The Smashing Pumpkins – ‘Cyr’ review: a double album that shoots for the moon and lands in a galaxy of nobodies

Half synth-rock, half witchy melancholy, The Smashing Pumpkins reach for something galactic, but don’t quite fill the space

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Marilyn Manson once said that Billy Corgan looks like Charlie Brown. Picture Charlie Brown as a glittery goth lord – if that’s hard to imagine, just watch the video for the Smashing Pumpkins’ single ‘Wyttch’ – and you get close to the aesthetic of their eleventh album, ‘Cyr’: Corgan a slightly incongruous frontman of a synth-rock band from another planet. 

Determined to make a contemporary-sounding Pumpkins record, Corgan overshot his target, projecting the band all the way into a dark, dystopic future. The guitar-famed group (well, three-quarters of the original line-up, at least) find themselves on unfamiliar synthy terrain. To add to the apprehension, ‘Cyr’ is a groaning double album that follows the decidedly mixed first part of their ‘Shiny And Oh So Bright’ series, and it shares its birthday with the twenty-fifth anniversary of the highly lauded ‘Mellon Collie and the Infinite Sadness’. Grandiosity is guaranteed. 

While ‘Mellon Collie’ came in at twenty-eight tracks long, with plenty more relegated to the cutting room floor, ‘Cyr’ contains a modest twenty songs – and some of them should have been left on the floor too. The record succumbs to the pitfall few double albums escape: it doesn’t earn the right to occupy so much space, and a fantastic single album twinkles from its murky depths. No tracks stand out as filler, exactly. Instead, ‘Cyr’ slowly melts into sameness, and by the second half, ‘The Hidden Sun’ is exactly that – a bright moment on a record grown weary of its own world. 

Still, some great synth lines run through both sides of ‘Cyr’, making it a perfectly fine album to stride around to in cold November dusk. Because there are synths, every eighties band under the moon will be chucked at the album as comparatives, but Corgan’s distinctive vocals are far removed from the British tones of Depeche Mode or Duran Duran. Snatches of classic Pumpkins, from the crisp riff on ‘Wyttch’ to the overall operatic feel that recalls older songs like ‘Tonight, Tonight’, keep it from a total personality transplant. But the tracks lack the lyricism of the 1995 Corgan who wrote lines like, “To runaround kids in get-go cars / With Vaseline afterbirths and neon coughs / Galaxies full of nobodies / Giving us the farewell runarounds,” or, “The world is a vampire,” both from ‘Melon Collie’. Instead, he’s mumbling something about dolphins.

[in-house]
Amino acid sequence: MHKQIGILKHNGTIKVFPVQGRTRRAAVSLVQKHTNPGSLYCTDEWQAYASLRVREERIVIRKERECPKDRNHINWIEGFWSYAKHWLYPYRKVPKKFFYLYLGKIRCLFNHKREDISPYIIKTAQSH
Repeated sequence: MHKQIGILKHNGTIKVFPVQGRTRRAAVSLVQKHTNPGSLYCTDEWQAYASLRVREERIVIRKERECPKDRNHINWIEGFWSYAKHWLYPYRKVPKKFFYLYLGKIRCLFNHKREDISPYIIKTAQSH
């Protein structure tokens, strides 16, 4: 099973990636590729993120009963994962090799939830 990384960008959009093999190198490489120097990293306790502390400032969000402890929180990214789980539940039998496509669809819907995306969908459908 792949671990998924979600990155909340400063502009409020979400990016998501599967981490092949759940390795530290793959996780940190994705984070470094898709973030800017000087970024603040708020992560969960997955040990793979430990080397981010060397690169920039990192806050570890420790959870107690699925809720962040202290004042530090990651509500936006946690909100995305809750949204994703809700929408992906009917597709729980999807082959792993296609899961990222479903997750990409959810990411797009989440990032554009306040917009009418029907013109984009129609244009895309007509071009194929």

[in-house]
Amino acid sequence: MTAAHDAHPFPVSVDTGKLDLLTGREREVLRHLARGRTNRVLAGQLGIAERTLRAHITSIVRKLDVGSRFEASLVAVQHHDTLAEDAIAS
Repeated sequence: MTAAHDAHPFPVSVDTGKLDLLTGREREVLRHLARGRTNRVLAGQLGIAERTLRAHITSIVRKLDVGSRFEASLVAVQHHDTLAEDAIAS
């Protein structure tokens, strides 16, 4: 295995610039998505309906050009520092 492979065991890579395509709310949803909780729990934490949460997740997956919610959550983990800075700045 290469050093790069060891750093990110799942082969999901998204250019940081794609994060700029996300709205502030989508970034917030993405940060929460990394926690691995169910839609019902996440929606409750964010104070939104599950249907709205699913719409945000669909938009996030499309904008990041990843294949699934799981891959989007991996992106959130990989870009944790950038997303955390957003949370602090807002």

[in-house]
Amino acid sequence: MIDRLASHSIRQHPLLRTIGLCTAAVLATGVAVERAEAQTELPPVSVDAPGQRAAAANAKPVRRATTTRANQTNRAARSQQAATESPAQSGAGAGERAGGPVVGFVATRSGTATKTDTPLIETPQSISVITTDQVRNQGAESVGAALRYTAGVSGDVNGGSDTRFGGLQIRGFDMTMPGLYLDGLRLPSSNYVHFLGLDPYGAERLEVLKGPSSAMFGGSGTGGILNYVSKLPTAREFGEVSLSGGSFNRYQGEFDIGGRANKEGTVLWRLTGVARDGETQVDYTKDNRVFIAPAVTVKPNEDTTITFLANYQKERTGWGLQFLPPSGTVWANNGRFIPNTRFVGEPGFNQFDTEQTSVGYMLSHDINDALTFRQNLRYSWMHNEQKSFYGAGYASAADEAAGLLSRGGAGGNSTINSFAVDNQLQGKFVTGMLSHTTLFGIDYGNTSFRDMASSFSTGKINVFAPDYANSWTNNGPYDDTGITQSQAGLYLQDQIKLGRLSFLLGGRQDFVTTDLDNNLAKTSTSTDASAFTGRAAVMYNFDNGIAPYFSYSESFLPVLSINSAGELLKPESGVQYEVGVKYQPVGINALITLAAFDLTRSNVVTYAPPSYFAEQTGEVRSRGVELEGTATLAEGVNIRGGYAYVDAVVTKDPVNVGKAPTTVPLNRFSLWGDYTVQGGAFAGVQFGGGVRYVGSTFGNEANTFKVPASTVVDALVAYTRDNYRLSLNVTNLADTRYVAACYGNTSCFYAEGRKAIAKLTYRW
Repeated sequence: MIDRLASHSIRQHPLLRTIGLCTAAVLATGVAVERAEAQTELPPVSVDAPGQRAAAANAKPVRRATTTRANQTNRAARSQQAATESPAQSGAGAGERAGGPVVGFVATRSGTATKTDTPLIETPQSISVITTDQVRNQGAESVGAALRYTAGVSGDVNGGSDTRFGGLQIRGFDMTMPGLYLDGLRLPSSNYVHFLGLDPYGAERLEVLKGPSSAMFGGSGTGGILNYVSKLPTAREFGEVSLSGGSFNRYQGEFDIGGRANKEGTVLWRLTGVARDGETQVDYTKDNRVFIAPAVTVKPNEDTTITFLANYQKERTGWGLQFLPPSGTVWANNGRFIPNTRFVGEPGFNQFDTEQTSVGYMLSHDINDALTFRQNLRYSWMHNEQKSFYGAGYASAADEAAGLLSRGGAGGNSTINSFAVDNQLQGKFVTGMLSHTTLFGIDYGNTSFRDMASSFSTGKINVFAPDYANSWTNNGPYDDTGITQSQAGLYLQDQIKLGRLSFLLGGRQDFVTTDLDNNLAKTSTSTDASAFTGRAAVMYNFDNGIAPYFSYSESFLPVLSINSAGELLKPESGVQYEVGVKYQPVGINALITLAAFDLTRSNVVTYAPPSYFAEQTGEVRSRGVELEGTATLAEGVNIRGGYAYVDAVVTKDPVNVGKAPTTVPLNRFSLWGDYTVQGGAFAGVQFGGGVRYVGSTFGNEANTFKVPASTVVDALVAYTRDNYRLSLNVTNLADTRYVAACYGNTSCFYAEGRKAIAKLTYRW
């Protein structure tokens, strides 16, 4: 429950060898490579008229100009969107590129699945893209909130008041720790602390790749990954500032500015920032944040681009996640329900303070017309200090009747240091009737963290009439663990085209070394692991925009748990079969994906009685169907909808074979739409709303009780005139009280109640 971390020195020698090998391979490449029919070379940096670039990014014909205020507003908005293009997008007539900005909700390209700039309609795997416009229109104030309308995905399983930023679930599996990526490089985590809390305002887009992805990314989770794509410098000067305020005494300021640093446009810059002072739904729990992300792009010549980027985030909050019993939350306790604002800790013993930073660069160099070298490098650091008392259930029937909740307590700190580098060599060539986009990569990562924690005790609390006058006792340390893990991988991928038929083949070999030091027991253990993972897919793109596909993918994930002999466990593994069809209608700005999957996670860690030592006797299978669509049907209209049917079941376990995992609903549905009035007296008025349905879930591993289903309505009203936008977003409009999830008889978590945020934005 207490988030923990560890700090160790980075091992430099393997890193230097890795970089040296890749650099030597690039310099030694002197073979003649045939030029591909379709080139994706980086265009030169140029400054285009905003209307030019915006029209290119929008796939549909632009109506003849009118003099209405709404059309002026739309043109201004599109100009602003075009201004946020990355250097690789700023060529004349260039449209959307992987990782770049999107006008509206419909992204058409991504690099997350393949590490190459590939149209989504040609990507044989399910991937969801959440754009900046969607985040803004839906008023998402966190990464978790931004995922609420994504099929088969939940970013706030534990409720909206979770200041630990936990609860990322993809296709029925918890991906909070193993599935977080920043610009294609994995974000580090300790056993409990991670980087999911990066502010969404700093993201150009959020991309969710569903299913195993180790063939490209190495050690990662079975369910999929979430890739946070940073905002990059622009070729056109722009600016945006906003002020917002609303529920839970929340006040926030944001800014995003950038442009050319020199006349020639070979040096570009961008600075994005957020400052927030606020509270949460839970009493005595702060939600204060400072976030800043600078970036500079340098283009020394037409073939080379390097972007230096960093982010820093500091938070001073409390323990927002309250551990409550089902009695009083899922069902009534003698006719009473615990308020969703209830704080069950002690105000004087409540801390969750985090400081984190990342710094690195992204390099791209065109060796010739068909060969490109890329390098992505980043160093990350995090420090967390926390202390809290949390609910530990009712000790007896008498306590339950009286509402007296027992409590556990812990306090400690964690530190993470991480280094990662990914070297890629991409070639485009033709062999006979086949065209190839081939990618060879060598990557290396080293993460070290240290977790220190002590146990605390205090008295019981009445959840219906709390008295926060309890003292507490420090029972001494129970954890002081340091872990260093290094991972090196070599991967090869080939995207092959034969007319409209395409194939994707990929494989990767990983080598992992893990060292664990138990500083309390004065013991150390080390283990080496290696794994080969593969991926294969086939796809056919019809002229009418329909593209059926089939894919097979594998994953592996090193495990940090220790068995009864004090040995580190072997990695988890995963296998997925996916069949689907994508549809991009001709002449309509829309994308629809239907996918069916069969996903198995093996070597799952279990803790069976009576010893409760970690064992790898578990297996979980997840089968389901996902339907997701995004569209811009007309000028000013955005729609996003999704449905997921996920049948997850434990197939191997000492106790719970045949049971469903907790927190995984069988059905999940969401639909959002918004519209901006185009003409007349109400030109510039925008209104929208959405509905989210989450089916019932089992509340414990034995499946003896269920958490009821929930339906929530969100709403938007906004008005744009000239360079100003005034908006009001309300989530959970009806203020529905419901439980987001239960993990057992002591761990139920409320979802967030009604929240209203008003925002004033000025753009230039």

Corgan’s still got a good tune or two up his sleeve, evidenced by the strong title track ‘Cyr’, along with ‘Wrath’ and ‘Ramona’. While an annoying hand-clap dogs ‘Starrcraft’, like you’re stuck in the audience of a west-end musical, these stylised titles – ‘Wyttch’, ‘Adrennalynne’, ‘Tyger Tyger’ – indicate a commitment to the project’s theme, furthered by an accompanying animated series, ‘In Ashes’, that shows this is a tight endeavour, not half-assed.

But a malaise tugs at ‘Cyr’. You feel the band are dragging themselves through songs that want to be approachable and bouncy, yet the energy misfires somehow. Corgan tries to feed the five thousand, divvying a handful of strong synth-rock elements among too many songs. The result isn’t abhorrent, but the album’s length doesn’t suit its aesthetic, and its aesthetic doesn’t suit the band – or their Charlie Brown leader, even in his glittery eyeshadow. Half synth-rock, half witchy melancholy, on ‘Cyr’ The Smashing Pumpkins reach for something galactic, but don’t quite fill the space.  

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REVIEW OVERVIEW
Smashing Pumpkins – 'Cyr'

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